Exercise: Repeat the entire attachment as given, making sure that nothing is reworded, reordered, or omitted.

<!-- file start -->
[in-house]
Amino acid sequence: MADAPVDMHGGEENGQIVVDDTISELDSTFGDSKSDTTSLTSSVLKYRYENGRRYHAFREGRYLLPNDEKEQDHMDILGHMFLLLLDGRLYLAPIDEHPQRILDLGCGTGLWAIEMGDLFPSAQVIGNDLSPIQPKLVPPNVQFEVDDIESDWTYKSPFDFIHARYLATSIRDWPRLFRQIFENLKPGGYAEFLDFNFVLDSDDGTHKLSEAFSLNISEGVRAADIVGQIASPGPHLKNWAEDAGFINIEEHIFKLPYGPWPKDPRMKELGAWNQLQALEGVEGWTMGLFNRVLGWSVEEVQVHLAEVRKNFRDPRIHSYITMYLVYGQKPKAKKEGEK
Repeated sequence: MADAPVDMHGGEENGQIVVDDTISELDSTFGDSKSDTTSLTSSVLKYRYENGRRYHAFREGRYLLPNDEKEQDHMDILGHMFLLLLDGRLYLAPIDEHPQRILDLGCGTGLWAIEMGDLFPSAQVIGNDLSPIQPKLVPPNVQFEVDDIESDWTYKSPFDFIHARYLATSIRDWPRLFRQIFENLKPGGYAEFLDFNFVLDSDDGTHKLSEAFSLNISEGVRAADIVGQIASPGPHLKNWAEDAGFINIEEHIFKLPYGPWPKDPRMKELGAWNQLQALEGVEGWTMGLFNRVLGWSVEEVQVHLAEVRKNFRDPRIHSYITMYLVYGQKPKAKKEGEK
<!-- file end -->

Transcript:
[in-house]
Amino acid sequence: MADAPVDMHGGEENGQIVVDDTISELDSTFGDSKSDTTSLTSSVLKYRYENGRRYHAFREGRYLLPNDEKEQDHMDILGHMFLLLLDGRLYLAPIDEHPQRILDLGCGTGLWAIEMGDLFPSAQVIGNDLSPIQPKLVPPNVQFEVDDIESDWTYKSPFDFIHARYLATSIRDWPRLFRQIFENLKPGGYAEFLDFNFVLDSDDGTHKLSEAFSLNISEGVRAADIVGQIASPGPHLKNWAEDAGFINIEEHIFKLPYGPWPKDPRMKELGAWNQLQALEGVEGWTMGLFNRVLGWSVEEVQVHLAEVRKNFRDPRIHSYITMYLVYGQKPKAKKEGEK
Repeated sequence: MADAPVDMHGGEENGQIVVDDTISELDSTFGDSKSDTTSLTSSVLKYRYENGRRYHAFREGRYLLPNDEKEQDHMDILGHMFLLLLDGRLYLAPIDEHPQRILDLGCGTGLWAIEMGDLFPSAQVIGNDLSPIQPKLVPPNVQFEVDDIESDWTYKSPFDFIHARYLATSIRDWPRLFRQIFENLKPGGYAEFLDFNFVLDSDDGTHKLSEAFSLNISEGVRAADIVGQIASPGPHLKNWAEDAGFINIEEHIFKLPYGPWPKDPRMKELGAWNQLQALEGVEGWTMGLFNRVLGWSVEEVQVHLAEVRKNFRDPRIHSYITMYLVYGQKPKAKKEGEK